ZKK 600 – CZ’s hunting bestseller
For centuries Czech gunsmiths were famous for their high-quality hunting rifles and nowadays these pieces of firearms history are often pinnacles of private as well as public collections.
Generally speaking until the end of WW1 vast majority of firearms produced in the area of later Czechoslovakia was a custom work based on the precise requirements with a very large portion of manual labor. In other words, these guns were handcrafted and thus rather expensive.
After the end of the Great War Czechoslovakia became one of the leading countries in firearms production. The backbone of then firearms production was a rifle based on ingenious Mauser M 98 design.
Almost four decades and one World War later a group of Czechoslovak firearms designers led by the famous brothers František and Josef Koucký were working on a brand new hunting rifle that was needed in the portfolio of the Czechoslovak firearms industry. The idea was to replace the existing ZG 47 rifle with a new weapon that would be simplified and more flexible in terms of production.
ZG 47 rifle being zeroed at Brno Factory
The rifle itself was designed in their Prague design bureau and was supposed to be produced in Zbrojovka Brno. However, a popular activity of communist governments was so-called delimitation – shuffling of various production programs between different factories and so it was decided that the new rifle would be produced in Uherský Brod, today’s CZ factory.
Koucký brothers were always working together
Given the name ZKK 600, the production of the new family of rifles started in 1966 and was available in 18 different calibers. First, let’s talk about why „family“ of rifles? There were three different models hidden under the ZKK 600 series differing in the length of the receiver.
ZK 600 was the standard mid-size model that could have accepted a large variety of the most common hunting cartridges with an overall length of up to 18mm incl. for example 7×57, 8×57, .30-06 or 9,3×62.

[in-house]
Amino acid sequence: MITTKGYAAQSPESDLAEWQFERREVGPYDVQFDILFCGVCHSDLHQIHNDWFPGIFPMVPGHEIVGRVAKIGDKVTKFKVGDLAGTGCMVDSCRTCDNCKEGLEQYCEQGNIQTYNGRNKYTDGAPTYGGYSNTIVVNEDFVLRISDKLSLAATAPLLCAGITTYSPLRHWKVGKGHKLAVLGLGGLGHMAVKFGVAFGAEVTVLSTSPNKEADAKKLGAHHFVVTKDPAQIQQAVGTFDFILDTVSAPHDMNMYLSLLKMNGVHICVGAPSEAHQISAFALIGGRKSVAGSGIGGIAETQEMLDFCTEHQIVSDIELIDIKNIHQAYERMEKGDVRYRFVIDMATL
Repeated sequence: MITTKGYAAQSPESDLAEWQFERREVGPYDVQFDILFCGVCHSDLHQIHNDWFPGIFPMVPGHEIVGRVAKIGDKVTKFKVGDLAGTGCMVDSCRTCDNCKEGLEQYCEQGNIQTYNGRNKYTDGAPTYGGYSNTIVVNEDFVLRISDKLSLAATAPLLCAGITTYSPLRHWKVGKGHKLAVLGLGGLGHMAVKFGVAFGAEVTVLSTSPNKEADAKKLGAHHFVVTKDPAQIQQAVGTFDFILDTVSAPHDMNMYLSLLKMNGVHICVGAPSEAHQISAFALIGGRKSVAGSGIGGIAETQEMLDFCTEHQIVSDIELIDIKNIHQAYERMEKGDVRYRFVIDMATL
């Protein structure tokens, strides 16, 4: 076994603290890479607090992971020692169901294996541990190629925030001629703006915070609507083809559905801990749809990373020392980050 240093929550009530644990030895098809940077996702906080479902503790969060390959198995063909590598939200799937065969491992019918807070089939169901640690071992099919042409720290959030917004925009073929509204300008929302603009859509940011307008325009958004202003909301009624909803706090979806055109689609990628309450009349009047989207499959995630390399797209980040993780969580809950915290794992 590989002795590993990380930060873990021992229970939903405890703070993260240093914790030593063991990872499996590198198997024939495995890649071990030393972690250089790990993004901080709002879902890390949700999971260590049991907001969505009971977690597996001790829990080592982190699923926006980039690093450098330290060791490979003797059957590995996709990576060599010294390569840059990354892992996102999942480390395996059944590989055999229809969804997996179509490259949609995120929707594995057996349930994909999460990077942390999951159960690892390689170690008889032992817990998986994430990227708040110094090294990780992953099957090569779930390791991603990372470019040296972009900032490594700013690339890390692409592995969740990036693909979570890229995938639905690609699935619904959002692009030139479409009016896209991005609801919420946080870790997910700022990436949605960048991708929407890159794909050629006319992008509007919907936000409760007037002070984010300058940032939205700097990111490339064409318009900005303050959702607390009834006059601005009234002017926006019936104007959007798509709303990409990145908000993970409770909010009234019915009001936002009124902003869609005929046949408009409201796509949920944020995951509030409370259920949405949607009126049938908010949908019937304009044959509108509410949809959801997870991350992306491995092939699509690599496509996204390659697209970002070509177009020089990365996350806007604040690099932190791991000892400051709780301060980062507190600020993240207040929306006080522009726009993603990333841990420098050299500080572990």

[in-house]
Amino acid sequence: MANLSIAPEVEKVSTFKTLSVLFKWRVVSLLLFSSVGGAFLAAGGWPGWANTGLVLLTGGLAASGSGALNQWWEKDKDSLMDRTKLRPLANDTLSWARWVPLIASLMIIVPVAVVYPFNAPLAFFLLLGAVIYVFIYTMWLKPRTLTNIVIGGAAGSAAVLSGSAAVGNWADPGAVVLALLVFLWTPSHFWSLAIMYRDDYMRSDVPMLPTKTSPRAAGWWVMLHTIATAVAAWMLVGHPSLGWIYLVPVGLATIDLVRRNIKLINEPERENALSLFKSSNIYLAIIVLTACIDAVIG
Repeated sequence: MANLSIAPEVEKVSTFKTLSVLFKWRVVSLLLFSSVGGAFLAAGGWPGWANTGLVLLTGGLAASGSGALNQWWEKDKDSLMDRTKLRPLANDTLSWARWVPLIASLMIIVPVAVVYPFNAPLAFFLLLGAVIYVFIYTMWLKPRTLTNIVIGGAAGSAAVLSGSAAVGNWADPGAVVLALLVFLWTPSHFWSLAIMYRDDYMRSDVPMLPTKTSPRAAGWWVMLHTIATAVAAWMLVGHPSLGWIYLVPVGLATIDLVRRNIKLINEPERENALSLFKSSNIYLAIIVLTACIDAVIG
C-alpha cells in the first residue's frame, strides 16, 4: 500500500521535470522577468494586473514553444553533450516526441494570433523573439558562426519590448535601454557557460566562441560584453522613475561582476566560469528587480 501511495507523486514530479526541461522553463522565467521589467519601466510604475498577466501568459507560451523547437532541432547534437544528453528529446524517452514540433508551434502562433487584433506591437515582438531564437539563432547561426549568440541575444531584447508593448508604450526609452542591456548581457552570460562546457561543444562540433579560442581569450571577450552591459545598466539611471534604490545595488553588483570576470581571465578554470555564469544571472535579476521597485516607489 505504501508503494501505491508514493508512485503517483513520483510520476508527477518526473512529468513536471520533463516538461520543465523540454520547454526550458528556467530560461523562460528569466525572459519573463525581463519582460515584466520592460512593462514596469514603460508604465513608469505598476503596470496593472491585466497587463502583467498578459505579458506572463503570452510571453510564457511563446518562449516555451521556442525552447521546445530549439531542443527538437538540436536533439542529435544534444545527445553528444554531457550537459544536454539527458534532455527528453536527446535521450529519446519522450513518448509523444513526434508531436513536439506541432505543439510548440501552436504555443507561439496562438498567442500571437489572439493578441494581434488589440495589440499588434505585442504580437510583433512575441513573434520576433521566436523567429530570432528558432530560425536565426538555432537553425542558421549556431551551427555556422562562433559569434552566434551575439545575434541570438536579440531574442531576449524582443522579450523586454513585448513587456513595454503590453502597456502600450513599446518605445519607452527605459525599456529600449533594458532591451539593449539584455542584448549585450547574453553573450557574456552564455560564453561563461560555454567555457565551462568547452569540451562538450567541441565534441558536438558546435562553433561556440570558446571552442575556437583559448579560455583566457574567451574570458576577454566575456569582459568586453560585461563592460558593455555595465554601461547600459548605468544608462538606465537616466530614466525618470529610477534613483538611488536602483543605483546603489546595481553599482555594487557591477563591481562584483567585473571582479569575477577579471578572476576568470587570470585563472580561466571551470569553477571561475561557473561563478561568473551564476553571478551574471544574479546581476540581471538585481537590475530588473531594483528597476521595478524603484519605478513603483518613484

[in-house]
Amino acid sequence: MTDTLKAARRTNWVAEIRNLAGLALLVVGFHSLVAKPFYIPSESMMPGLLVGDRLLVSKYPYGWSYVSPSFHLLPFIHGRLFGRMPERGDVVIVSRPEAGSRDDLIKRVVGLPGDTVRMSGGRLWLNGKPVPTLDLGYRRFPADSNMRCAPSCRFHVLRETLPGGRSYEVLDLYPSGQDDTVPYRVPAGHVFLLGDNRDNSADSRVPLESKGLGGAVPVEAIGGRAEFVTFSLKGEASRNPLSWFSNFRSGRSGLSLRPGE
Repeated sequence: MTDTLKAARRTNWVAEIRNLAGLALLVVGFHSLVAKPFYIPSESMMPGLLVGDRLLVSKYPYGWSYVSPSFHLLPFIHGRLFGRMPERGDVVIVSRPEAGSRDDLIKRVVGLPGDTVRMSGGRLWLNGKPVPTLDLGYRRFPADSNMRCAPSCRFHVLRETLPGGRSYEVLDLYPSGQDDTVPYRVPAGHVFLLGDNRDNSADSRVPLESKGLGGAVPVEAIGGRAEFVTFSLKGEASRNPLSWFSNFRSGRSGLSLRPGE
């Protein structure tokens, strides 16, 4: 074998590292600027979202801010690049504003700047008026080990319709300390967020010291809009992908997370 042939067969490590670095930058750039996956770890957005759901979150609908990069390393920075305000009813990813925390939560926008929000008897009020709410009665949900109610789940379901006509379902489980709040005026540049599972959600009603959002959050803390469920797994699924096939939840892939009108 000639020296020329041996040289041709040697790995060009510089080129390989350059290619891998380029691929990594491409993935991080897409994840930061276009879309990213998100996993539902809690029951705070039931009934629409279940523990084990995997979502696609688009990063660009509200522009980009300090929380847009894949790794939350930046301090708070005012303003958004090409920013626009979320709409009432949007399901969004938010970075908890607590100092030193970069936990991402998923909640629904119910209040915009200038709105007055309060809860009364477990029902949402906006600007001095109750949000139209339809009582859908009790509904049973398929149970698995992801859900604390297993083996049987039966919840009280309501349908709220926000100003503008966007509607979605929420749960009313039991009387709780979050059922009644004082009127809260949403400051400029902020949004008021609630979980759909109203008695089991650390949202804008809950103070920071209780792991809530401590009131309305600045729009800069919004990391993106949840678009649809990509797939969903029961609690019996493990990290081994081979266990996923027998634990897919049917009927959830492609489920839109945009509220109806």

ZKK 601 was meant to be used by those who preferred smaller cartridges with up to 70mms of length like .222 Rem. .223 Rem. .243 and .308 Winchester.
The last version ZKK 602 should have been used by those who needed to knock down really large animals and thus offered space for cartridges of up to 95mm in length. That was enough space for .375 H&H Magnum, .458 Winchester Magnum, and later also .300 Winchester Magnum. This version also featured a rubber pad at the end of the buttstock to soften the recoil a little bit.
In general majority of parts and production steps were identical for all these rifles which made it easier for the manufacturer and also for the users looking for spare parts.
As a standard, you could have purchased any version with either a standard curved trigger or a flat face one using what Czechs call a French-style set trigger. When the gun is loaded and the firing pin is cocked you need to first move the trigger forward slightly thus releasing part of the pressure from the trigger and then you end up with a very light crisp trigger pull. Plus the straight trigger looks cool, doesn’t it?
The walnut wooden stock was offered in two variants, standard with a nice cheek weld and a comfortable grip, and Monte Carlo which added some additional checkering around the nose of the stock. Btw. all the checkering on both models was 100% pure manual labor!
The bolt with a long extractor is a one-piece part and is exactly what you would expect from the Mauser style action – simple, smooth, durable, reliable. The only complaint people had in regards to the mechanical part of the ZK 600 series was the safety on the right side of the bolt that was a bit loud and was pushed forward to safe and backward to fire. Fun fact: despite being produced in CZ Uherský Brod, the rifles, per an agreement between CZ and Zbrojovka Brno were marked with the Zbrojovka Brno’s “Z” logo up until 1976.
Other than that ZKK 600 series rifles have served hunters all across the globe very well. In total 203 117 pieces were assembled in Uherský Brod factory until fully replaced by CZ 550 in early 2000. Quite impressive numbers right?
D. Pazdera – Legenda Jménem CZ